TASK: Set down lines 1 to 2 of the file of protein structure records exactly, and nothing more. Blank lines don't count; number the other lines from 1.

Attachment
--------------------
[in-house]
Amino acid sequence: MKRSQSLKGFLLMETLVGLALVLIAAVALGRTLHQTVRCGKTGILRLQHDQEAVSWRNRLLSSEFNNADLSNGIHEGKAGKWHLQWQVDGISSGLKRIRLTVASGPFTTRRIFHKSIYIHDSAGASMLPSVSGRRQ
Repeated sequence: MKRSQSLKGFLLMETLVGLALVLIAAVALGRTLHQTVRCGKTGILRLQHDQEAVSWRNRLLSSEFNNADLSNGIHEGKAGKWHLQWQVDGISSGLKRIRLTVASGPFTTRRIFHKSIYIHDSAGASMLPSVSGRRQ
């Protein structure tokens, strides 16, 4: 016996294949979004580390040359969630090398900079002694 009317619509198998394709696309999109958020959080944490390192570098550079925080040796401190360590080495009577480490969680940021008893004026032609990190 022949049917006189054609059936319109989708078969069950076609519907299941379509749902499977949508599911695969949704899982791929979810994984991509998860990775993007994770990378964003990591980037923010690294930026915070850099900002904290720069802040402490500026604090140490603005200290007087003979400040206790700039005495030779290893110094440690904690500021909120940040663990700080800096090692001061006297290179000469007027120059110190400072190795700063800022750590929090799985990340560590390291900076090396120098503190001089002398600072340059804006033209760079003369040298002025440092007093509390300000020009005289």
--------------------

[in-house]
Amino acid sequence: MKRSQSLKGFLLMETLVGLALVLIAAVALGRTLHQTVRCGKTGILRLQHDQEAVSWRNRLLSSEFNNADLSNGIHEGKAGKWHLQWQVDGISSGLKRIRLTVASGPFTTRRIFHKSIYIHDSAGASMLPSVSGRRQ